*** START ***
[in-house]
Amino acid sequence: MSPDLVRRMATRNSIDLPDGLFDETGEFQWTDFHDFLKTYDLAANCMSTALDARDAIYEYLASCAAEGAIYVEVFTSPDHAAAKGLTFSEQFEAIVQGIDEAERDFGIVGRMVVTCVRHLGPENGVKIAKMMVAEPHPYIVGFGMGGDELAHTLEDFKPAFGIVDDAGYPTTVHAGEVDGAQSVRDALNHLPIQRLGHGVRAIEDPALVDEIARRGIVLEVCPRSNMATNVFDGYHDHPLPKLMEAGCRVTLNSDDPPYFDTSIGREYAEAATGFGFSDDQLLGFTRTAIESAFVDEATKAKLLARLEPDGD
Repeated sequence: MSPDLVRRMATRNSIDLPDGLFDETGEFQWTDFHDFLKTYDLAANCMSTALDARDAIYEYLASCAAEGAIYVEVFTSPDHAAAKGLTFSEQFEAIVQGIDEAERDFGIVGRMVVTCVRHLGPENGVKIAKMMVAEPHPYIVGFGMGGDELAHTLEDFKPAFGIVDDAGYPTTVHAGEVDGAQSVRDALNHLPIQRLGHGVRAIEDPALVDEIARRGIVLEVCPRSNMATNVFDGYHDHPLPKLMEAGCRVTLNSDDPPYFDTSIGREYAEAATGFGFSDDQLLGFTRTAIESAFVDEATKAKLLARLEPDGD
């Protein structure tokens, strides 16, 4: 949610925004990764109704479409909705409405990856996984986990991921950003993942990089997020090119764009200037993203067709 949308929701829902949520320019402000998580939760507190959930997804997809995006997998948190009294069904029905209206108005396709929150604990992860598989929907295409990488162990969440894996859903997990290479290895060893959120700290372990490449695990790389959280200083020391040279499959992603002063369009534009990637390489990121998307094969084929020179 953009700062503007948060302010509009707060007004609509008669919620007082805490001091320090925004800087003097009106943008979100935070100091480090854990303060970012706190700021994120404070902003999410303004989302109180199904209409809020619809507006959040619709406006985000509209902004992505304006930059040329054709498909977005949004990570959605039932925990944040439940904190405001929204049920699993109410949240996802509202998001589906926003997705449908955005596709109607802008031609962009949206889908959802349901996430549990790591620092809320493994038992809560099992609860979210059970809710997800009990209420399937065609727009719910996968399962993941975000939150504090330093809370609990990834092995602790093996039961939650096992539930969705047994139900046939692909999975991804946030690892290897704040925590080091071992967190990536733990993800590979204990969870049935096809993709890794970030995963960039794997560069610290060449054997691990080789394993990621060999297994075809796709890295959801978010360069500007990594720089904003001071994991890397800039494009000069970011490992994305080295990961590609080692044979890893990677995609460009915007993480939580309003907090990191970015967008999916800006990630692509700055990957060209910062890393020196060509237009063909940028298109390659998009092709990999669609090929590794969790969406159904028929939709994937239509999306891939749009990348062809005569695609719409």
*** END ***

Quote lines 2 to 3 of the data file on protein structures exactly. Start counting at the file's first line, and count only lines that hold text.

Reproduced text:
Amino acid sequence: MSPDLVRRMATRNSIDLPDGLFDETGEFQWTDFHDFLKTYDLAANCMSTALDARDAIYEYLASCAAEGAIYVEVFTSPDHAAAKGLTFSEQFEAIVQGIDEAERDFGIVGRMVVTCVRHLGPENGVKIAKMMVAEPHPYIVGFGMGGDELAHTLEDFKPAFGIVDDAGYPTTVHAGEVDGAQSVRDALNHLPIQRLGHGVRAIEDPALVDEIARRGIVLEVCPRSNMATNVFDGYHDHPLPKLMEAGCRVTLNSDDPPYFDTSIGREYAEAATGFGFSDDQLLGFTRTAIESAFVDEATKAKLLARLEPDGD
Repeated sequence: MSPDLVRRMATRNSIDLPDGLFDETGEFQWTDFHDFLKTYDLAANCMSTALDARDAIYEYLASCAAEGAIYVEVFTSPDHAAAKGLTFSEQFEAIVQGIDEAERDFGIVGRMVVTCVRHLGPENGVKIAKMMVAEPHPYIVGFGMGGDELAHTLEDFKPAFGIVDDAGYPTTVHAGEVDGAQSVRDALNHLPIQRLGHGVRAIEDPALVDEIARRGIVLEVCPRSNMATNVFDGYHDHPLPKLMEAGCRVTLNSDDPPYFDTSIGREYAEAATGFGFSDDQLLGFTRTAIESAFVDEATKAKLLARLEPDGD